My new correspondent – who I know only by the strange moniker “Aaron the Aaron” – points me (again without comment) to this report in the Wall Street Journal. It’s entitled “Economists React: ‘Naive’ to Think of Sandy as Stimulus.”
Of course I agree. Such thinking is indeed naive (if commonplace among men-in-the-street thinkers).
But some of the commentary in the WSJ essay (all by business-economist sorts who specialize in predicting the course of macroeconomic aggregates, such as nominal GDP) is confused, or at least potentially confusing – confusion that springs from failure to appreciate wisdom of the sort that is spelled out by Tim Worstall (and, in longer form, by the late Oskar Morgenstern). (I concede that such wisdom might not be particularly relevant for whatever purposes business-economist sorts issue their predictions.)
Consider, for example, this passage:
Whatever the direct losses [from storm damage], they will not be visible in the economic indicators, which focus on the flow of new production, sales, and employment, rather than the stock of existing wealth. (They are therefore a poor measure of the impact of a natural disaster on the nation’s well-being.) Nevertheless, Sandy is likely to be visible in the monthly economic indicators. In the very short term–that is, the October 2012 data–the impact is likely to be negative, as workers are forced to stay home, capital equipment is either unusable or idled temporarily, and shops are closed. In the slightly longer term–that is, the remainder of 2012 and the first few months of 2013– the impact is likely to be positive because workers make up for lost output, capital equipment is brought back online, consumers make purchases that did not take place during the disruptions, and the rebuilding of damaged property begins. The positive longer-term effects are typically large enough to push the level of activity above the path that would have materialized without the disaster. If so, the positive longer-term impact on the growth rate of activity will exceed the negative short-term impact. …
The parenthetical remark above is key. Higher GDP figures do not necessarily mean more prosperity for most Americans. (Again, see Worstall.) Therefore, even if “the positive longer-term impact on the growth rate of activity will exceed the negative short-term impact,” no one should interpret this claim as predicting that hurricane Sandy’s destruction will prove in the long-run to be an economic boon to Americans. Our long-run standard of living might well be made lower by Sandy even though that hurricane unleashed forces that rev up the rate of measured economic activity.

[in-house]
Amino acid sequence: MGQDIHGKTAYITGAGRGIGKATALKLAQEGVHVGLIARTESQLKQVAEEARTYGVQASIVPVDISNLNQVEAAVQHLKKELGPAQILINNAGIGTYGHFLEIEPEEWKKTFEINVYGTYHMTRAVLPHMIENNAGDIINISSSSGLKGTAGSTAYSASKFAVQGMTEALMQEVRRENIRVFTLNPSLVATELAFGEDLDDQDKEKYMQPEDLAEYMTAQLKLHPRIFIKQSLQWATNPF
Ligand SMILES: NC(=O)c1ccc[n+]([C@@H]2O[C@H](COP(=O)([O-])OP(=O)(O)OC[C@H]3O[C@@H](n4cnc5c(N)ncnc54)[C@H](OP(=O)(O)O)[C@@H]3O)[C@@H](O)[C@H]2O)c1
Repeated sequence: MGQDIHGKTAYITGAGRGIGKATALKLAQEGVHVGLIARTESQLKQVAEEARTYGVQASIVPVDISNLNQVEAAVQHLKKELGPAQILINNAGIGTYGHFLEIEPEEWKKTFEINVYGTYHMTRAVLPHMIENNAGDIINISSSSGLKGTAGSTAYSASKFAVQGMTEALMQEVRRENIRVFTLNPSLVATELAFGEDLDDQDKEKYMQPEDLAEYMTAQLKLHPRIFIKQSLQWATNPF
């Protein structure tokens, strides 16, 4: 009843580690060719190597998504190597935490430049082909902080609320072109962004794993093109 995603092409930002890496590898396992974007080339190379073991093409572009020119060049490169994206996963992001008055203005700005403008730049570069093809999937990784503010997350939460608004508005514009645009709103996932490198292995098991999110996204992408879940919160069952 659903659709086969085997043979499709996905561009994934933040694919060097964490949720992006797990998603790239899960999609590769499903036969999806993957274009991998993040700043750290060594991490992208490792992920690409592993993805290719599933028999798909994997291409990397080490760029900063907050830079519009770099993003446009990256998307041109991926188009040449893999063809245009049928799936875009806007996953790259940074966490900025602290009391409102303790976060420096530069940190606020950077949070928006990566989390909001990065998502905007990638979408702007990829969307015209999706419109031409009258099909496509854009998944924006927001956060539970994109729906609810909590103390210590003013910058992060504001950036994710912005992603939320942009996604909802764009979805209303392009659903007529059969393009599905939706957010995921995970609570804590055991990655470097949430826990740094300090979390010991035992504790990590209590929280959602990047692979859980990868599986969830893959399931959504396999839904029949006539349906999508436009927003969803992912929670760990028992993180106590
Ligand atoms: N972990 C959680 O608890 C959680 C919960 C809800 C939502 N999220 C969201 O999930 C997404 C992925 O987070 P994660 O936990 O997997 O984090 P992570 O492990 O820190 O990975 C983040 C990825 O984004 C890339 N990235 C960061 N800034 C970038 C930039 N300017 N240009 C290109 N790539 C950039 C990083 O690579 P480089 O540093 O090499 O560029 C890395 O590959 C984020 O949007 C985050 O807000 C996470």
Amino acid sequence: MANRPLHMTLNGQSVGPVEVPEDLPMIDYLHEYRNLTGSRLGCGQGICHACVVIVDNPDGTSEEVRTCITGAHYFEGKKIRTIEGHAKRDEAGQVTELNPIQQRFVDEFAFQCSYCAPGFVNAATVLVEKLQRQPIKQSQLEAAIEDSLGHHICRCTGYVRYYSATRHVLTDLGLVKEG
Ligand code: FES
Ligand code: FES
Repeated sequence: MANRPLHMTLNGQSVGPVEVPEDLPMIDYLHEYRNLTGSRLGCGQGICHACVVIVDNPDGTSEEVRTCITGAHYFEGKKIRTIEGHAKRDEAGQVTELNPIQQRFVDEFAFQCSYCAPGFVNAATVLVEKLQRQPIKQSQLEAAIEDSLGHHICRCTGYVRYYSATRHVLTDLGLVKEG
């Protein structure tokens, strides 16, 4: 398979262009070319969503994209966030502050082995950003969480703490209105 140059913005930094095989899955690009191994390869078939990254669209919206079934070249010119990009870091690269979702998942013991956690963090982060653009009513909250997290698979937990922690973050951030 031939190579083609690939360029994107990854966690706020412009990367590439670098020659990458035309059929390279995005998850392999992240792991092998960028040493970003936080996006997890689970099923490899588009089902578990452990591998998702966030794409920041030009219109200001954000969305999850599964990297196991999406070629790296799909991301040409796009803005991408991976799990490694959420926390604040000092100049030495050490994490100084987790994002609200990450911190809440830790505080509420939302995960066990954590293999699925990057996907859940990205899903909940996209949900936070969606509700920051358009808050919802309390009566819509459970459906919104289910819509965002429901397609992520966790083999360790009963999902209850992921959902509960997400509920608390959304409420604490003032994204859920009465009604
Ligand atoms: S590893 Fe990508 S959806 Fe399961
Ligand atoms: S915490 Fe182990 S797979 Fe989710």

Even more revealing is this passage from the WSJ report:
Property damages do not subtract from economic activity. The homes, buildings and automobiles damaged or destroyed by Hurricane Sandy were produced some time ago and were part of GDP from earlier periods. The cleanup, repair and reconstruction of these damaged properties do add to GDP, however, and will likely provide a modest boost to economic growth in 2013.
Here we have a clear confession of the fact that measuring a country’s wealth by GDP can indeed by quite misleading. A house built, say, in 1980 and worth $1 million is destroyed by a hurricane. Its destruction – its loss – doesn’t cause GDP to fall (although wealth has been destroyed; people are poorer as a result). Instead, the process of “cleanup, repair and reconstruction” add to GDP! But this addition to a measured statistical aggregate misleads if it is interpreted as suggesting that hurricane Sandy promotes higher material living standards.
For these business-economist sorts, then, to write that “The cleanup, repair and reconstruction of these damaged properties do add to GDP, however, and will likely provide a modest boost to economic growth in 2013” misleads uninformed or careless thinkers and pundits – and, hence, misleads the general public – into believing that experts predict that hurricane Sandy will make our economic lives better than our economic lives would have been had Sandy instead headed harmlessly out to ocean.